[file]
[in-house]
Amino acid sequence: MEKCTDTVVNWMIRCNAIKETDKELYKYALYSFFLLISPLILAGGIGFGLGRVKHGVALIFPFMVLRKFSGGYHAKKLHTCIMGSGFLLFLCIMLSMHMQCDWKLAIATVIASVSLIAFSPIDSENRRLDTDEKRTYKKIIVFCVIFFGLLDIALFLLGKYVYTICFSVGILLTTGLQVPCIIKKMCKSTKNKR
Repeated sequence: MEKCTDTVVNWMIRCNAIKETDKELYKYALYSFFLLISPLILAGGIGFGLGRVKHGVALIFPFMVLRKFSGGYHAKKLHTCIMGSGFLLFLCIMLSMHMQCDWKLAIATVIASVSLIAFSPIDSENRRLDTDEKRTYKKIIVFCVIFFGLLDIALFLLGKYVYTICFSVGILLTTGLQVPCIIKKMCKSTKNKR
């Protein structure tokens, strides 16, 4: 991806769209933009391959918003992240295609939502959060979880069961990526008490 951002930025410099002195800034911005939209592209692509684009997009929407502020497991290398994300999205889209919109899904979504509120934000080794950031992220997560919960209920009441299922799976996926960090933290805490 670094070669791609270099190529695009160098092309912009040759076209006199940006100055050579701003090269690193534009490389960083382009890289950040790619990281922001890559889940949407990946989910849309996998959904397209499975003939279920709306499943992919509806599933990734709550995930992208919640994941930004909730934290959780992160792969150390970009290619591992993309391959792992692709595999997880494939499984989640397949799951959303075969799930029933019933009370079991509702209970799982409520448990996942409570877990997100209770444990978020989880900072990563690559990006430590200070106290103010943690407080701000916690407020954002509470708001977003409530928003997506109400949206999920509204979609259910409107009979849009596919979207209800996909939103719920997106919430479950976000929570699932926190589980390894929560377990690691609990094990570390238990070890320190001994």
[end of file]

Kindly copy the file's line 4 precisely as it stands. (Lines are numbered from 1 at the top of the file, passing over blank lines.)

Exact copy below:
């Protein structure tokens, strides 16, 4: 991806769209933009391959918003992240295609939502959060979880069961990526008490 951002930025410099002195800034911005939209592209692509684009997009929407502020497991290398994300999205889209919109899904979504509120934000080794950031992220997560919960209920009441299922799976996926960090933290805490 670094070669791609270099190529695009160098092309912009040759076209006199940006100055050579701003090269690193534009490389960083382009890289950040790619990281922001890559889940949407990946989910849309996998959904397209499975003939279920709306499943992919509806599933990734709550995930992208919640994941930004909730934290959780992160792969150390970009290619591992993309391959792992692709595999997880494939499984989640397949799951959303075969799930029933019933009370079991509702209970799982409520448990996942409570877990997100209770444990978020989880900072990563690559990006430590200070106290103010943690407080701000916690407020954002509470708001977003409530928003997506109400949206999920509204979609259910409107009979849009596919979207209800996909939103719920997106919430479950976000929570699932926190589980390894929560377990690691609990094990570390238990070890320190001994």